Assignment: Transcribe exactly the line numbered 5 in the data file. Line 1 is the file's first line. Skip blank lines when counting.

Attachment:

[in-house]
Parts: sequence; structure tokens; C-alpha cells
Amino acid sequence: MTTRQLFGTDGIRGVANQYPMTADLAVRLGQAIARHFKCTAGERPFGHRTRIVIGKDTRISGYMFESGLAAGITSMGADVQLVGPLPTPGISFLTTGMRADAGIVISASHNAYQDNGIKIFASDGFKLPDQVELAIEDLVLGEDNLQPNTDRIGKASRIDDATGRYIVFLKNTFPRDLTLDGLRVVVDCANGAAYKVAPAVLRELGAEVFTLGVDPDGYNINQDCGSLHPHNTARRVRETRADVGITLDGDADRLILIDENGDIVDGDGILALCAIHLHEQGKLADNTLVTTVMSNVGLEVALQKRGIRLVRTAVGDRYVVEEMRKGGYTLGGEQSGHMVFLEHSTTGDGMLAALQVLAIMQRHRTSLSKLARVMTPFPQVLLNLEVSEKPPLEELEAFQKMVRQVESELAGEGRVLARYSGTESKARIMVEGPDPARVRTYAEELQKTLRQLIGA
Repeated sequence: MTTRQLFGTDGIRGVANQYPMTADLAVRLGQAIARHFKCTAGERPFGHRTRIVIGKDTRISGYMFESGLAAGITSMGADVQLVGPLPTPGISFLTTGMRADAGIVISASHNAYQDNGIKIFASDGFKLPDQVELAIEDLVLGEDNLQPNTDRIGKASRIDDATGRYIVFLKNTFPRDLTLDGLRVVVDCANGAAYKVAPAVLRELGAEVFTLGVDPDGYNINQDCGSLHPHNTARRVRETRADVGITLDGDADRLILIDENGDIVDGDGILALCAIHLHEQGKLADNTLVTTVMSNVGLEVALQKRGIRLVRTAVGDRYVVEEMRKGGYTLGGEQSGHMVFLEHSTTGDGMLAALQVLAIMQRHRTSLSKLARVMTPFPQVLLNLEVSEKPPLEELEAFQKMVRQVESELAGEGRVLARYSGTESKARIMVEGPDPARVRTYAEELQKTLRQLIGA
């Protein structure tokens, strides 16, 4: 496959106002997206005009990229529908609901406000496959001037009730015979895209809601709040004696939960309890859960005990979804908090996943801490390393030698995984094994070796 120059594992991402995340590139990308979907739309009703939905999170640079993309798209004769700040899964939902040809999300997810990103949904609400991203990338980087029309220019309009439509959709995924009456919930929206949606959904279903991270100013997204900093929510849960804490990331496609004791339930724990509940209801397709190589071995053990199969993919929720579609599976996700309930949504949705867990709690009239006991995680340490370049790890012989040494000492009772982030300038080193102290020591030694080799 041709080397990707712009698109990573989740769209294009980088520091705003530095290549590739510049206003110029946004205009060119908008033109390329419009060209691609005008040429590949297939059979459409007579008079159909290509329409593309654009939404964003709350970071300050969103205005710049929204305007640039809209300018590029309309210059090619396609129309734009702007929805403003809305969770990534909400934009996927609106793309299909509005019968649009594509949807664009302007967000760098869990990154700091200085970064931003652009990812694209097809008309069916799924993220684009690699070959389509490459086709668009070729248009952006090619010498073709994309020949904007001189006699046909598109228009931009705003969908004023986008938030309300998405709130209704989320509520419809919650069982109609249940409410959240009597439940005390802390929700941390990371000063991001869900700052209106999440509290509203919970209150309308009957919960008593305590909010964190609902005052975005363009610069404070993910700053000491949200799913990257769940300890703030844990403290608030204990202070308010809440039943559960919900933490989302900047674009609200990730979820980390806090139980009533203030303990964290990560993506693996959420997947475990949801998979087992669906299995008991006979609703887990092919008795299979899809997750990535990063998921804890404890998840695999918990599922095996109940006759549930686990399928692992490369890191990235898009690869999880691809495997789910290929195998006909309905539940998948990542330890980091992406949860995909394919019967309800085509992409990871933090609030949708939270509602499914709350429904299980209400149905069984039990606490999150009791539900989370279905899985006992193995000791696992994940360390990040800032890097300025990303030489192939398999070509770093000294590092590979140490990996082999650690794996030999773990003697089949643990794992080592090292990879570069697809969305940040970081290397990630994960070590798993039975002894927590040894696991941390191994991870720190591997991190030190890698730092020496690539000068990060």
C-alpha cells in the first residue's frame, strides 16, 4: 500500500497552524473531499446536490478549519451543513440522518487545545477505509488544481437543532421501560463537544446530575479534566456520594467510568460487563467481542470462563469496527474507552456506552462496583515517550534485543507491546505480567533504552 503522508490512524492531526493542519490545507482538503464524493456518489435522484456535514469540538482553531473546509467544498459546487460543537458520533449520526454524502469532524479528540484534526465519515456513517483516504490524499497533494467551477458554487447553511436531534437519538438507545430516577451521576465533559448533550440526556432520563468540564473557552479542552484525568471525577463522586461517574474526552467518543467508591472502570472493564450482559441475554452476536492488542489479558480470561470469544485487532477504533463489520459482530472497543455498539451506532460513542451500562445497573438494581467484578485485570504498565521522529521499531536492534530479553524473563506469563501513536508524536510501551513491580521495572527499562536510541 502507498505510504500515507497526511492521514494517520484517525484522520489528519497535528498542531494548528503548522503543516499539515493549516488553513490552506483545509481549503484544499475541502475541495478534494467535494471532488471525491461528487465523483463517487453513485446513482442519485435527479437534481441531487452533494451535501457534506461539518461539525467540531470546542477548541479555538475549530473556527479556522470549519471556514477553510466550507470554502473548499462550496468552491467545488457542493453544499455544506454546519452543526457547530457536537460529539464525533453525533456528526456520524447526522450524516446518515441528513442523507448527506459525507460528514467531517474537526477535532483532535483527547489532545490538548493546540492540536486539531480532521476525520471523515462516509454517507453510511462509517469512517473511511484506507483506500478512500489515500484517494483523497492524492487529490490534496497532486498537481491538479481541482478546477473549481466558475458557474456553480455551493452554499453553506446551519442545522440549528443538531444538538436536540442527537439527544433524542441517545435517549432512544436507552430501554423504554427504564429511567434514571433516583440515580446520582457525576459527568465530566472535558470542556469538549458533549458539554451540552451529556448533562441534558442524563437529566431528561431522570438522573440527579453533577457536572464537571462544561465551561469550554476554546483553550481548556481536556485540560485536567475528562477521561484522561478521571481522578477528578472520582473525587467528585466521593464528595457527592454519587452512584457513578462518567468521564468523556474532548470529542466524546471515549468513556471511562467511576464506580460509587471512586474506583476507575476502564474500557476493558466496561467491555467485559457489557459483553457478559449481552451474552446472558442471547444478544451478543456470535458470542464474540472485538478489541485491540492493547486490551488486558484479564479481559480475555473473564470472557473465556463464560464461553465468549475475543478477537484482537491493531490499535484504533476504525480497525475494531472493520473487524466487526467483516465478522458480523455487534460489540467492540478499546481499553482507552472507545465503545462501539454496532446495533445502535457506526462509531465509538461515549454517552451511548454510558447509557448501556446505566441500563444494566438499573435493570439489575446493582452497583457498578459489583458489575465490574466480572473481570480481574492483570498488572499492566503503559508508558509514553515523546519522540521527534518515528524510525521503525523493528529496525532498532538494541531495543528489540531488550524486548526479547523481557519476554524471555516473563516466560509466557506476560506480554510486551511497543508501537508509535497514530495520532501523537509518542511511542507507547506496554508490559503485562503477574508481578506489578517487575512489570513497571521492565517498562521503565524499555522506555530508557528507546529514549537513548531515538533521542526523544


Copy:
């Protein structure tokens, strides 16, 4: 496959106002997206005009990229529908609901406000496959001037009730015979895209809601709040004696939960309890859960005990979804908090996943801490390393030698995984094994070796 120059594992991402995340590139990308979907739309009703939905999170640079993309798209004769700040899964939902040809999300997810990103949904609400991203990338980087029309220019309009439509959709995924009456919930929206949606959904279903991270100013997204900093929510849960804490990331496609004791339930724990509940209801397709190589071995053990199969993919929720579609599976996700309930949504949705867990709690009239006991995680340490370049790890012989040494000492009772982030300038080193102290020591030694080799 041709080397990707712009698109990573989740769209294009980088520091705003530095290549590739510049206003110029946004205009060119908008033109390329419009060209691609005008040429590949297939059979459409007579008079159909290509329409593309654009939404964003709350970071300050969103205005710049929204305007640039809209300018590029309309210059090619396609129309734009702007929805403003809305969770990534909400934009996927609106793309299909509005019968649009594509949807664009302007967000760098869990990154700091200085970064931003652009990812694209097809008309069916799924993220684009690699070959389509490459086709668009070729248009952006090619010498073709994309020949904007001189006699046909598109228009931009705003969908004023986008938030309300998405709130209704989320509520419809919650069982109609249940409410959240009597439940005390802390929700941390990371000063991001869900700052209106999440509290509203919970209150309308009957919960008593305590909010964190609902005052975005363009610069404070993910700053000491949200799913990257769940300890703030844990403290608030204990202070308010809440039943559960919900933490989302900047674009609200990730979820980390806090139980009533203030303990964290990560993506693996959420997947475990949801998979087992669906299995008991006979609703887990092919008795299979899809997750990535990063998921804890404890998840695999918990599922095996109940006759549930686990399928692992490369890191990235898009690869999880691809495997789910290929195998006909309905539940998948990542330890980091992406949860995909394919019967309800085509992409990871933090609030949708939270509602499914709350429904299980209400149905069984039990606490999150009791539900989370279905899985006992193995000791696992994940360390990040800032890097300025990303030489192939398999070509770093000294590092590979140490990996082999650690794996030999773990003697089949643990794992080592090292990879570069697809969305940040970081290397990630994960070590798993039975002894927590040894696991941390191994991870720190591997991190030190890698730092020496690539000068990060």